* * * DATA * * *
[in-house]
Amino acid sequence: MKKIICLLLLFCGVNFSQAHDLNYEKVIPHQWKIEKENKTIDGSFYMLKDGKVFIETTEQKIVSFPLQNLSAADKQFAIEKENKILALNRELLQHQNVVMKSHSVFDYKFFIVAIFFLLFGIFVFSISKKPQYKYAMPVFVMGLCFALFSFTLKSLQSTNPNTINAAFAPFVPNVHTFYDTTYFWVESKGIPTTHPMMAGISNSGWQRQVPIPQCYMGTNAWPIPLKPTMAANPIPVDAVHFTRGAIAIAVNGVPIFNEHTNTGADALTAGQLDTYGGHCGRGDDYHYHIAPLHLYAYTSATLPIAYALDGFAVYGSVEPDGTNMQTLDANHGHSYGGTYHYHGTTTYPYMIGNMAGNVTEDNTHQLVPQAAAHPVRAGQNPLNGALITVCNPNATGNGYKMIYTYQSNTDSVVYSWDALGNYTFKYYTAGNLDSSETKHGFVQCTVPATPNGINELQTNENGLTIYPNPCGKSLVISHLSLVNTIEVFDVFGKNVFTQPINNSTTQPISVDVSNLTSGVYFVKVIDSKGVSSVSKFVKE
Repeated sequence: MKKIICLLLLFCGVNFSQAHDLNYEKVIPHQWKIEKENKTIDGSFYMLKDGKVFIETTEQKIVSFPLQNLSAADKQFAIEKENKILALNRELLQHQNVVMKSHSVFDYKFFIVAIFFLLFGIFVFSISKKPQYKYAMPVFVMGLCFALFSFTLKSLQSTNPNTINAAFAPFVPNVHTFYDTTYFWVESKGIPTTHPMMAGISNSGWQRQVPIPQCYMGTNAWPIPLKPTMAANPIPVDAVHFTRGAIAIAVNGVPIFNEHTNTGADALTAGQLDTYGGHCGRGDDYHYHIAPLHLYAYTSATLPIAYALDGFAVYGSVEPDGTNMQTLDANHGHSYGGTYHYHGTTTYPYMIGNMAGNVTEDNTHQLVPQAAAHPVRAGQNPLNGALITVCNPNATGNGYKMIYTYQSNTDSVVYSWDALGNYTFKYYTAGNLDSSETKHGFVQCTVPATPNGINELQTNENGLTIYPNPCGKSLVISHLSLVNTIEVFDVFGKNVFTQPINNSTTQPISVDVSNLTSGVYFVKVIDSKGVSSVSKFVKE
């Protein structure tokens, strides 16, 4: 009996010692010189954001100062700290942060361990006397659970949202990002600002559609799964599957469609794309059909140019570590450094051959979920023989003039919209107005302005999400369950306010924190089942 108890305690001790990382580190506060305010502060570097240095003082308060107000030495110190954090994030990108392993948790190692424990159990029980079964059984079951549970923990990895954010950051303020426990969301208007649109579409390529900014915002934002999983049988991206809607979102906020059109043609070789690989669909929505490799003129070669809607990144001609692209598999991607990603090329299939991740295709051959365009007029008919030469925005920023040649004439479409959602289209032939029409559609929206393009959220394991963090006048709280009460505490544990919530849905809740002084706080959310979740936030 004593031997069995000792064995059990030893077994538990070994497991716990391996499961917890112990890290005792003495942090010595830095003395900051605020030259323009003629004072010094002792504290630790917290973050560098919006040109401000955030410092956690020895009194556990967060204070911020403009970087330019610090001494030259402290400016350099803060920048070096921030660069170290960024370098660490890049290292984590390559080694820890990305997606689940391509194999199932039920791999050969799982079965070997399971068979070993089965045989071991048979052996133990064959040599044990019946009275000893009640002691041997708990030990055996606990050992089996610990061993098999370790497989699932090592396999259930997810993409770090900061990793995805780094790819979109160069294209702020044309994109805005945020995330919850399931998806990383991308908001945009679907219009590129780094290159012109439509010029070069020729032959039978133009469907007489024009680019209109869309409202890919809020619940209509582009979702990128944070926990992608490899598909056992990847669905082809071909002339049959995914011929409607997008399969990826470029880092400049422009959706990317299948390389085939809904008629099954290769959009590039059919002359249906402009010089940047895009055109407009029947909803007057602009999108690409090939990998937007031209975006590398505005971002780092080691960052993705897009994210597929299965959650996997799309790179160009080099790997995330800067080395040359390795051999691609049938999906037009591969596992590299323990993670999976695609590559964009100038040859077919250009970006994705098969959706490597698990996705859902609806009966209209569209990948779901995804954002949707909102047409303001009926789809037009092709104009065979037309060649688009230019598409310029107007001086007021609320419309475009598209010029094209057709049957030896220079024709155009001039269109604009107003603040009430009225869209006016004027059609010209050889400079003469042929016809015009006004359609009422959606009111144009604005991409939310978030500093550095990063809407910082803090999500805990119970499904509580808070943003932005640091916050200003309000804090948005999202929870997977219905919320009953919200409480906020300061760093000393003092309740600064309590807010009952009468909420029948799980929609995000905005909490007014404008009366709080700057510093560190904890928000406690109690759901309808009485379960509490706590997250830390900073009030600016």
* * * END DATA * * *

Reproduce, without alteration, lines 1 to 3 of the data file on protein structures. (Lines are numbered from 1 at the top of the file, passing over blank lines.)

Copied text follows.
[in-house]
Amino acid sequence: MKKIICLLLLFCGVNFSQAHDLNYEKVIPHQWKIEKENKTIDGSFYMLKDGKVFIETTEQKIVSFPLQNLSAADKQFAIEKENKILALNRELLQHQNVVMKSHSVFDYKFFIVAIFFLLFGIFVFSISKKPQYKYAMPVFVMGLCFALFSFTLKSLQSTNPNTINAAFAPFVPNVHTFYDTTYFWVESKGIPTTHPMMAGISNSGWQRQVPIPQCYMGTNAWPIPLKPTMAANPIPVDAVHFTRGAIAIAVNGVPIFNEHTNTGADALTAGQLDTYGGHCGRGDDYHYHIAPLHLYAYTSATLPIAYALDGFAVYGSVEPDGTNMQTLDANHGHSYGGTYHYHGTTTYPYMIGNMAGNVTEDNTHQLVPQAAAHPVRAGQNPLNGALITVCNPNATGNGYKMIYTYQSNTDSVVYSWDALGNYTFKYYTAGNLDSSETKHGFVQCTVPATPNGINELQTNENGLTIYPNPCGKSLVISHLSLVNTIEVFDVFGKNVFTQPINNSTTQPISVDVSNLTSGVYFVKVIDSKGVSSVSKFVKE
Repeated sequence: MKKIICLLLLFCGVNFSQAHDLNYEKVIPHQWKIEKENKTIDGSFYMLKDGKVFIETTEQKIVSFPLQNLSAADKQFAIEKENKILALNRELLQHQNVVMKSHSVFDYKFFIVAIFFLLFGIFVFSISKKPQYKYAMPVFVMGLCFALFSFTLKSLQSTNPNTINAAFAPFVPNVHTFYDTTYFWVESKGIPTTHPMMAGISNSGWQRQVPIPQCYMGTNAWPIPLKPTMAANPIPVDAVHFTRGAIAIAVNGVPIFNEHTNTGADALTAGQLDTYGGHCGRGDDYHYHIAPLHLYAYTSATLPIAYALDGFAVYGSVEPDGTNMQTLDANHGHSYGGTYHYHGTTTYPYMIGNMAGNVTEDNTHQLVPQAAAHPVRAGQNPLNGALITVCNPNATGNGYKMIYTYQSNTDSVVYSWDALGNYTFKYYTAGNLDSSETKHGFVQCTVPATPNGINELQTNENGLTIYPNPCGKSLVISHLSLVNTIEVFDVFGKNVFTQPINNSTTQPISVDVSNLTSGVYFVKVIDSKGVSSVSKFVKE